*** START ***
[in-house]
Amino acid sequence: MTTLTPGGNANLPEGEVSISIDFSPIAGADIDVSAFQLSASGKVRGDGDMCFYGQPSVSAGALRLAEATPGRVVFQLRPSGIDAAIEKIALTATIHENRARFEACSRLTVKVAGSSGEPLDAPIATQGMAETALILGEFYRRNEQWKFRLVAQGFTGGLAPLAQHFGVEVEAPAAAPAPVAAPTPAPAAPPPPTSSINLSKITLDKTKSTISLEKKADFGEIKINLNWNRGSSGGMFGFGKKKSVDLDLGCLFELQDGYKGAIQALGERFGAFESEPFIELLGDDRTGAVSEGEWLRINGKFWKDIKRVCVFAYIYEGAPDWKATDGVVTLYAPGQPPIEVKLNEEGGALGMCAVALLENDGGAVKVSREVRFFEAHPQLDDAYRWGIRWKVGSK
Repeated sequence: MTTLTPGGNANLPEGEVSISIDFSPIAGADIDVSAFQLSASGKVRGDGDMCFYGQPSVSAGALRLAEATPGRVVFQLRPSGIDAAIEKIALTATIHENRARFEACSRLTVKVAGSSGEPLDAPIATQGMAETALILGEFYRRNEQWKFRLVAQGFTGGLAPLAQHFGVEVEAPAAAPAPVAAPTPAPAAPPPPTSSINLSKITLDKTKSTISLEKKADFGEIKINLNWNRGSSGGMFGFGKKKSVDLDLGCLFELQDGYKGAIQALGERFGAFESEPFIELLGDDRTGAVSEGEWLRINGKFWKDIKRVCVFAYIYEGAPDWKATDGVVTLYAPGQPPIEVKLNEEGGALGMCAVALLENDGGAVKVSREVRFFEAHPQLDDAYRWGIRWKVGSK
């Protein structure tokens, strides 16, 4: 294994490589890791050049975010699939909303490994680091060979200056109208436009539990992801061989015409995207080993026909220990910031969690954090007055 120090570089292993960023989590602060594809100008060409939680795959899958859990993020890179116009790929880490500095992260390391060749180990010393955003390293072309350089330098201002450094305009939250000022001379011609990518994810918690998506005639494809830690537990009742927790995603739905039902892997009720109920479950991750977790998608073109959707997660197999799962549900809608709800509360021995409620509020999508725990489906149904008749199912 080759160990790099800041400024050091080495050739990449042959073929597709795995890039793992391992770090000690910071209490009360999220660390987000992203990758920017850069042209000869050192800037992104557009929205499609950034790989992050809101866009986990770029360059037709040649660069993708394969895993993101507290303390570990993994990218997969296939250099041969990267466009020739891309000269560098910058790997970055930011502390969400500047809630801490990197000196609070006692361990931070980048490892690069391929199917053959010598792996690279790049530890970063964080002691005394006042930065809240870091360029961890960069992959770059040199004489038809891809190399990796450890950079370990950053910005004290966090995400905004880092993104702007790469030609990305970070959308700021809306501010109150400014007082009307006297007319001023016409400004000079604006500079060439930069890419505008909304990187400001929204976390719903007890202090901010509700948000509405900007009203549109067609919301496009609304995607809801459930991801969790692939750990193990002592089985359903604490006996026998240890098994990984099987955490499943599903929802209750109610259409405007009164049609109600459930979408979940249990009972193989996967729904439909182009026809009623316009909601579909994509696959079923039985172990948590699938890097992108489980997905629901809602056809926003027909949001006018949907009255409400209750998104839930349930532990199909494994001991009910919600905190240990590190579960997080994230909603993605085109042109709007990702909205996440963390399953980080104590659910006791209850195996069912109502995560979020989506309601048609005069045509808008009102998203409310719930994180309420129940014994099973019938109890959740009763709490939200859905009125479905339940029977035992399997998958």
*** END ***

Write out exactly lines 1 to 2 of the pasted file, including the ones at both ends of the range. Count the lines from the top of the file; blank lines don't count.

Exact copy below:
[in-house]
Amino acid sequence: MTTLTPGGNANLPEGEVSISIDFSPIAGADIDVSAFQLSASGKVRGDGDMCFYGQPSVSAGALRLAEATPGRVVFQLRPSGIDAAIEKIALTATIHENRARFEACSRLTVKVAGSSGEPLDAPIATQGMAETALILGEFYRRNEQWKFRLVAQGFTGGLAPLAQHFGVEVEAPAAAPAPVAAPTPAPAAPPPPTSSINLSKITLDKTKSTISLEKKADFGEIKINLNWNRGSSGGMFGFGKKKSVDLDLGCLFELQDGYKGAIQALGERFGAFESEPFIELLGDDRTGAVSEGEWLRINGKFWKDIKRVCVFAYIYEGAPDWKATDGVVTLYAPGQPPIEVKLNEEGGALGMCAVALLENDGGAVKVSREVRFFEAHPQLDDAYRWGIRWKVGSK